-- Barbara, Mill Creek, WA

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Thank you for your extensive and accurate story of a remarkable, resilient culture!

-- Marlene O'Bryant-Seabrook, Ph.D. – Charleston, SC

And Marlene – thank you so very much for your comment. Nothing makes a writer feel better than hearing something like that!!!

Fyllis

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Nice story thanks, however there are also Gullah speak in southern Belize and Honduras coast to Trujillo, been all over both thanks.

-- Michael Johnson – Myrtle Beach, SC

Hi Michael,

Thank you so much for your comment. However, I think what you're referring to in the Belize/Honduras region is more accurately characterized as the Garifuna culture and language, which somewhat parallels the Gullah. If you'd like more information about that, please read my November 2011 story in travelingboy.com about the Garifuna.

Fyllis

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Toooooooo cooooooool Now I want to go to Florida!!!!

-- Kathy Marianelli – Columbia, Maryland

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Feedback for Ha Long Bay in Vietnam

I'm a Vietnamese and I can't help but went through all of your pictures. They are beautiful, both the couples and the natural sceneries. Vietnam is such a beautiful place, I love it. I have been to Ha Long Bay once, in fact, I have been too all places that you took pictures of. I love your pictures and certainly will comeback for more. Thank you for these wonderful images of Vietnam and its people.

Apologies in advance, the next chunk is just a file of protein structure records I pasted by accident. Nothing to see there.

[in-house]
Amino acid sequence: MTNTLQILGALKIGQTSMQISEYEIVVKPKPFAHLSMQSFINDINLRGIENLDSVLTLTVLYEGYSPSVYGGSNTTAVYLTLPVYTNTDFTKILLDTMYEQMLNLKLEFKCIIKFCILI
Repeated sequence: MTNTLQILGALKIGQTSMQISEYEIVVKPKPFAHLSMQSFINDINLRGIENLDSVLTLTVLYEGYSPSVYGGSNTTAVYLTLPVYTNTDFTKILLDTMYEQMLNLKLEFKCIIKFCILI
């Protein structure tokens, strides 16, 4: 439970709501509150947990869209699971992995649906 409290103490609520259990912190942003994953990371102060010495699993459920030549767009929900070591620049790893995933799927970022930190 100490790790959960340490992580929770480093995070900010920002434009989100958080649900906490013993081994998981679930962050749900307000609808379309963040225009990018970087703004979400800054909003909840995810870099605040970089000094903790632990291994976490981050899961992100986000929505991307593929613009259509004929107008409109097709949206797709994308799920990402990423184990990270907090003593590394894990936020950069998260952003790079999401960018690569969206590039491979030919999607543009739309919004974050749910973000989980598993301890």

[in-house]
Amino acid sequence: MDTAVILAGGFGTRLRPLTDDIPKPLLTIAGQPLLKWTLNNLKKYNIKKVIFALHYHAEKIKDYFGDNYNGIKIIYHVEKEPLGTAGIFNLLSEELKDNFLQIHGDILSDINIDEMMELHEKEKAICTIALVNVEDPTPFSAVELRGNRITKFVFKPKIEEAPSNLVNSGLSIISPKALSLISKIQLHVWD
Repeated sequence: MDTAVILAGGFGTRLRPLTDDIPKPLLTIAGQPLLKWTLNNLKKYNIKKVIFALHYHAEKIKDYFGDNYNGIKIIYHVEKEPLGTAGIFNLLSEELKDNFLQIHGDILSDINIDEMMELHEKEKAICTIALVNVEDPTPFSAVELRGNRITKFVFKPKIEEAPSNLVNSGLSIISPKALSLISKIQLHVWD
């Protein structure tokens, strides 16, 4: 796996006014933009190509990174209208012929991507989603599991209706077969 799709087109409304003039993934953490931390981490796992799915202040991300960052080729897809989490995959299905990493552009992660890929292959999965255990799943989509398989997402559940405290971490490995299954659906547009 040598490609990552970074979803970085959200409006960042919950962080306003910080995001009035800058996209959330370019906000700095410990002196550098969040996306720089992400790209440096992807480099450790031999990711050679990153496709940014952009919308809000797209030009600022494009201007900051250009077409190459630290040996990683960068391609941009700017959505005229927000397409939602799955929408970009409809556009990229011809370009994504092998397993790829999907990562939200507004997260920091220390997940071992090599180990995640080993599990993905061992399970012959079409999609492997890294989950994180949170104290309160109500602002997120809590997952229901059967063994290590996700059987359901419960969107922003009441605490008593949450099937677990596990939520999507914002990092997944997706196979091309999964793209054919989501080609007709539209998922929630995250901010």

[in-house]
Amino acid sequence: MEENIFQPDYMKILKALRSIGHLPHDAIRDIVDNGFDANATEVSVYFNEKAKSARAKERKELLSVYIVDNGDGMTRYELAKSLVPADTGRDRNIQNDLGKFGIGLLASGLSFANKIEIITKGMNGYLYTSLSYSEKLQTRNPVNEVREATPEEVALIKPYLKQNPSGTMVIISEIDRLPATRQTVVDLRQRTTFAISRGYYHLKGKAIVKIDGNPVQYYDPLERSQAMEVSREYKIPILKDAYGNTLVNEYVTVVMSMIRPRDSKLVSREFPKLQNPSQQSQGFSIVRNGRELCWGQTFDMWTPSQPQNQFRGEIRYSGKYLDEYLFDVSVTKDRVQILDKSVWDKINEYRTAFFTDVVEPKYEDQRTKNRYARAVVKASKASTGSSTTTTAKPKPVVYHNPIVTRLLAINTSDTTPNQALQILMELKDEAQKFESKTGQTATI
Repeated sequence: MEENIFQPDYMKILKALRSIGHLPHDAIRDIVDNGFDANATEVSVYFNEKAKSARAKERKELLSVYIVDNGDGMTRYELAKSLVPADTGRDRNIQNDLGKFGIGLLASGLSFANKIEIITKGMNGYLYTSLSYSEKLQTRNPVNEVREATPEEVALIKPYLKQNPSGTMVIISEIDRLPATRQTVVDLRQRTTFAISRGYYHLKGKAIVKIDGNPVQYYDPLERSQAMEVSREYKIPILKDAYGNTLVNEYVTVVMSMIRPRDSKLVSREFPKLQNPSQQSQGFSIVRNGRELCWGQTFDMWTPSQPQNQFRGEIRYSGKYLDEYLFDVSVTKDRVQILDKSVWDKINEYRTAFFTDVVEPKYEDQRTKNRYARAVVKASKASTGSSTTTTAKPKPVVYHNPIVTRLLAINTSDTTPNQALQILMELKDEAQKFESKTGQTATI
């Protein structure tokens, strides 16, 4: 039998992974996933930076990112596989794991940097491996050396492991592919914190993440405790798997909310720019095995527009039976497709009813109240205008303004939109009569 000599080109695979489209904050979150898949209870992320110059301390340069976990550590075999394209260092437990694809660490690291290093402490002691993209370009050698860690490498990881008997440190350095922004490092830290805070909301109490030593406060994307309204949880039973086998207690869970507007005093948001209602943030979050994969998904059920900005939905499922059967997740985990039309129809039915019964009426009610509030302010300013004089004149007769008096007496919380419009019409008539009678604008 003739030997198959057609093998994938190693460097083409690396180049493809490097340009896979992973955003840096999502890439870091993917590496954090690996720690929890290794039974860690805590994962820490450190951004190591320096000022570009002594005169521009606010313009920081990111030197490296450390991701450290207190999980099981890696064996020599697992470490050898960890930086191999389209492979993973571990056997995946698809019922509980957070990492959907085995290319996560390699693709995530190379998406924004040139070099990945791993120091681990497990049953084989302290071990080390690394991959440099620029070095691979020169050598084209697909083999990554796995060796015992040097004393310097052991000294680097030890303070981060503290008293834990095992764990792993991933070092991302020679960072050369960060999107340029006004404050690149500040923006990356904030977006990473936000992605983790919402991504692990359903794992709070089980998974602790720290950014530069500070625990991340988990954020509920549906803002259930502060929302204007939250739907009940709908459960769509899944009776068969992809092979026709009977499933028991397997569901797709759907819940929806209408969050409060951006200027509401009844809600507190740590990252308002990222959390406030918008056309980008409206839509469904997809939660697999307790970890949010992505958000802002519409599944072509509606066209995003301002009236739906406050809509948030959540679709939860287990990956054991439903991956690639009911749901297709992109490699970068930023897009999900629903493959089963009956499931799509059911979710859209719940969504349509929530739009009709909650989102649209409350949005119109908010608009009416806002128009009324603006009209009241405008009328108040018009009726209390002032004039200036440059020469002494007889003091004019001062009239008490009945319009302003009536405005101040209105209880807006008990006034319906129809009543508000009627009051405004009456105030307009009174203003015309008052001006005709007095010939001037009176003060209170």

-- Quyen

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Feedback for Family Magic in Orlando

Great article!!! Makes me want to go back and experience it ALL all over again.

-- Ariane – Chicago

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Feedback for Mohonk

I love your signature and the writing (in "Mohonk: Sumptuous Old-World Flavor Tastefully Wrapped in Casual Elegance")... but the place is a bit expensive... more like the Romney types! Is Vic a "photographer" or does he just take pretty good pictures?

-- John Strauss – Campton Hills, IL

Hi John,

Thanks so much for your kind comments. Much appreciated! Yes, I do know Mohonk is expensive -- as is true for so many of the fine resorts -- but it is a historical structure that has been in operation for so many years and offers so many activity options for the whole family without nickel and diming the guest, that for those who can afford it, it actually is somewhat of a bargain.

And no, Vic is not a "real" photographer as much as he is a travel writer in his own right, but sometimes, as he says, he does get lucky.

Again, thanks for your feedback.

Fyllis

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Feedback for the Road to Hana

We enjoyed seeing the Road to Hana from a helicopter! After you get to Hana you've still got to make the return journey. Thanks but no thanks!